PARIS — In a sign of its continued focus on China, Dior will open a retrospective of its flagship Dior Lady Art project in Shenzhen on Saturday, including reinterpretations of the iconic handbag by leading contemporary Chinese artists.
Zhang Huan and Li Songsong are among the 12 artists participating in the sixth edition of Dior Lady Art, which will be unveiled in Shanghai in November.
In the meantime, visitors can get a preview of their creations at the “Art ‘N Dior” exhibition, set to run at the Museum of Contemporary Art and Urban Planning in Shenzhen from Saturday to Oct. 20.
Dior has been multiplying high-profile events in China since the country emerged from the coronavirus pandemic last year, as Chinese consumers have curbed their traveling and are spending more at home.
After a repeat showing of its pre-fall collection in Shanghai in April, and a high-jewelry event in Chengdu in June, the French luxury house is turning its focus to art with the Shenzhen exhibition, rooted in the history of founder Christian Dior, who was a gallery owner before becoming a couturier.
The show will include a section dedicated to the roving exhibition “Lady Dior As Seen By,” featuring pieces by Wu Jian’an, Zhang Ding, Liu Yue, Liang Manqi and Cai Ling.
Meanwhile, a retrospective will retrace each edition of Dior Lady Art, which this year will also feature the work of Manal Al Dowayan, Gisela Colón, Johan Creten, Genieve Figgis, Gigisue, Antonin Hako, Leonhard Hurzlmeier, Yukimasa Ida, Daisuke Ohba and Lina Iris Viktor.
A room dedicated to photography will feature the work of the winners of the Dior Photography and Visual Arts Award for Young Talents and the Dior, The Art of Color prizes, which are awarded to emerging talents during the prestigious Rencontres d’Arles photography festival.
Zhang and Li have been collaborating with the house as far back as 2008, when they took part in an exhibition on “Christian Dior and Chinese Artists” at the UCCA Center for Contemporary Art in Beijing.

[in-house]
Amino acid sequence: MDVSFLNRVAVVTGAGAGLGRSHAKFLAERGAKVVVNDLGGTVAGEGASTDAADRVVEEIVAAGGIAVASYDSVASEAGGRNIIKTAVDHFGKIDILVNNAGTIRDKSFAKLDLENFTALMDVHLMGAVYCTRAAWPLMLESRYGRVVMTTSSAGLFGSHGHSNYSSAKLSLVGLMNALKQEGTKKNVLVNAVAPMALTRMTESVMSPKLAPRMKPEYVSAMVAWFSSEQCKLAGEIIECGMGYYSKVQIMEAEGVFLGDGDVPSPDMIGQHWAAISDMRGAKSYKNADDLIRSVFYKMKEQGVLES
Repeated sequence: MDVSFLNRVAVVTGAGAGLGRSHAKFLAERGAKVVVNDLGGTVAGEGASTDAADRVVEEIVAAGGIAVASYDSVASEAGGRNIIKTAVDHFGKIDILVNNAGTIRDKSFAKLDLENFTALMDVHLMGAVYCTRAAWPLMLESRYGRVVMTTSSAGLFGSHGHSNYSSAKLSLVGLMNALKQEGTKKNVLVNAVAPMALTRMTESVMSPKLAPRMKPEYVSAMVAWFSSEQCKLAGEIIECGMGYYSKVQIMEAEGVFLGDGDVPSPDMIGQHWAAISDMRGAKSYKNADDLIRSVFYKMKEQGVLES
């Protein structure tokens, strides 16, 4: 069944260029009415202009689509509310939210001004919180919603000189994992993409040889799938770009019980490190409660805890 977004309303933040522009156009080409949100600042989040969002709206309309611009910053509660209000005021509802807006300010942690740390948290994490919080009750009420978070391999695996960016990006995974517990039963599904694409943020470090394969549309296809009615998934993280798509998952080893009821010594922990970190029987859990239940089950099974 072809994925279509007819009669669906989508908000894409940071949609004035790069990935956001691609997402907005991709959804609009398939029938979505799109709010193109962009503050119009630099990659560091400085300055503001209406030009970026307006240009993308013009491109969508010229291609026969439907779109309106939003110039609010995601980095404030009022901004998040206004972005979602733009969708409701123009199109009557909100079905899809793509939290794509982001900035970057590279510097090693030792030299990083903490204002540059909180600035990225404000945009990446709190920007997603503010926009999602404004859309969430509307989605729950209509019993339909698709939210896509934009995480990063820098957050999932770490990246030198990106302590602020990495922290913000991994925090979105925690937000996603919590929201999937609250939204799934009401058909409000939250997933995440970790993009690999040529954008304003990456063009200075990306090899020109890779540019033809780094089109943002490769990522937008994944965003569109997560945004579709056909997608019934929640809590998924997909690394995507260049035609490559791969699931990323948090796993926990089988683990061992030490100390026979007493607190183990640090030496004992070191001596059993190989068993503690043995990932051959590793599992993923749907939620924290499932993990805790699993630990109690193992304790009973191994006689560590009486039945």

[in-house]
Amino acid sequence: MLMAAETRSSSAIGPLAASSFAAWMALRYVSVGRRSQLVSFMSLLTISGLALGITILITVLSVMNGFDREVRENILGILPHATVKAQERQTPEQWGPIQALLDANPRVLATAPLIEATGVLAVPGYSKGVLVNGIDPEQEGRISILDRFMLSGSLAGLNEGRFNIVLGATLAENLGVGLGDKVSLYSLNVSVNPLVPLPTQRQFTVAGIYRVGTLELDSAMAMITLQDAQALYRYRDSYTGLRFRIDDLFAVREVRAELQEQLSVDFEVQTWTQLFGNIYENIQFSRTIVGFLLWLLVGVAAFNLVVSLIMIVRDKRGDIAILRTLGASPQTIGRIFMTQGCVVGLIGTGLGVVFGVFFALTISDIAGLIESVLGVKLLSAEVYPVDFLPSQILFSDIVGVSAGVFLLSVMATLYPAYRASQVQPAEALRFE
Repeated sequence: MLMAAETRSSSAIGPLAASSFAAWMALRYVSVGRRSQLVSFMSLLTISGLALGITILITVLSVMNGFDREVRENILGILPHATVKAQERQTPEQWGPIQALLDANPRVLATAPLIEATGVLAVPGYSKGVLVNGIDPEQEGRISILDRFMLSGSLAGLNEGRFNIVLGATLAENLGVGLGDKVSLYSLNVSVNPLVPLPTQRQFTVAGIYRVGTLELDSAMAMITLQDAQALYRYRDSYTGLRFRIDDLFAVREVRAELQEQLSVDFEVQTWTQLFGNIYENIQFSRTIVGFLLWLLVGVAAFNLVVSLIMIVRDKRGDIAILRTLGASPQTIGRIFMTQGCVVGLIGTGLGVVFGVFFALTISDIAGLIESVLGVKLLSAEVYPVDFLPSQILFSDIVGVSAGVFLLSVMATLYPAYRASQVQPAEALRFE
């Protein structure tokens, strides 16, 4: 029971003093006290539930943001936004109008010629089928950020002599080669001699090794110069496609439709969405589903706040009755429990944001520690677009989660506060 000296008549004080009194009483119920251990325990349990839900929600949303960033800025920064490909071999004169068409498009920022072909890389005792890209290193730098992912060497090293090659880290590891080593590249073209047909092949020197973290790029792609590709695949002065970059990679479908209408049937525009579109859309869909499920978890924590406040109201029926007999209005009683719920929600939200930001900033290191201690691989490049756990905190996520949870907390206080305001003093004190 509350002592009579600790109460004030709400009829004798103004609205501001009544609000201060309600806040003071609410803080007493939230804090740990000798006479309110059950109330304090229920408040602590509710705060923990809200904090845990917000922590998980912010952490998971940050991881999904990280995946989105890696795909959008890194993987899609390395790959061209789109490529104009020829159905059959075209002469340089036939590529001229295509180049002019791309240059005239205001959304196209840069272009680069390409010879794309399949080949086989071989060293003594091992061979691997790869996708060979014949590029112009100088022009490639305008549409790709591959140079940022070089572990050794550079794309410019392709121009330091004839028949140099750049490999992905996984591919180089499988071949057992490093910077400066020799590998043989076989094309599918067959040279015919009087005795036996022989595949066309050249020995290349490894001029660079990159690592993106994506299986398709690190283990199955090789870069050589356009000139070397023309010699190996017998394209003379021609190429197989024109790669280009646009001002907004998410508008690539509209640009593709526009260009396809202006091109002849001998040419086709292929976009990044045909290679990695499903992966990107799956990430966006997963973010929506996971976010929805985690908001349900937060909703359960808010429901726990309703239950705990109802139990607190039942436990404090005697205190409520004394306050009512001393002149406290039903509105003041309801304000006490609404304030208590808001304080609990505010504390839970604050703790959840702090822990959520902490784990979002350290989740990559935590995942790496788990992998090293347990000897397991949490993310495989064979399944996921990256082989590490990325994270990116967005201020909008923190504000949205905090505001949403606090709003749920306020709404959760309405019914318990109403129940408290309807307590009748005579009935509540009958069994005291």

“It is very rewarding for the work to blossom in the land where it was nurtured and for art to become a fashion trend in China,” Zhang said in an email.
Known for working with water, blood, ice and ashes in provocative performances that push his physical and psychological limits, the artist said he hoped to infuse “some soul into luxury fashion” with his four creations for the Dior Lady Art project.
One was inspired by a wood carving of a door panel featured in his “My Winter Palace” solo exhibition at the State Hermitage Museum in Saint Petersburg.
After returning to China in 2005 following eight years overseas, Zhang switched from performance to sculpture and reconnected with the culture of his homeland. Ancestral Chinese cabinetmaking inspired the fine details of the bag.
“To me, Chinese traditions and craftsmanship are as important as the lines on my ID card,” he said.
“The designer used a piece of real wood embedded in the handbag and performed exquisite carvings to perfectly represent the charm of the work. This is a unique collaboration and a bold experiment. Constantly trying new possibilities and pushing things to the extreme is what I understand Dior to be about, and what I believe in as an artist,” Zhang added.
His Sakura Field mini bags are embroidered entirely with beads and sequins, representing a field of flowers dotted with Buddhist masks. The final design is a holographic version, featuring the same faces in 3D printing.
Li, meanwhile, used Lady Dior bags in three different sizes as a canvas for one of his prints works, “Swordsmanship (III),” functioning together like a triptych. Back in 2008, he had represented the bag in the form of a monumental neon sculpture.
Reflecting on the role of artists in China today, Zhang said it was all about evolution. “Whether in China or elsewhere, artists are forever looking at the world in new ways and creating works that reflect the times,” he noted.
He has high hopes that, beyond their commercial appeal, the Dior Lady Art bags can spur meaningful conversations. Asked what he hoped to provoke, he replied: “To create an illusion of happiness as well as a new perspective on the meaning of life and the future of mankind.”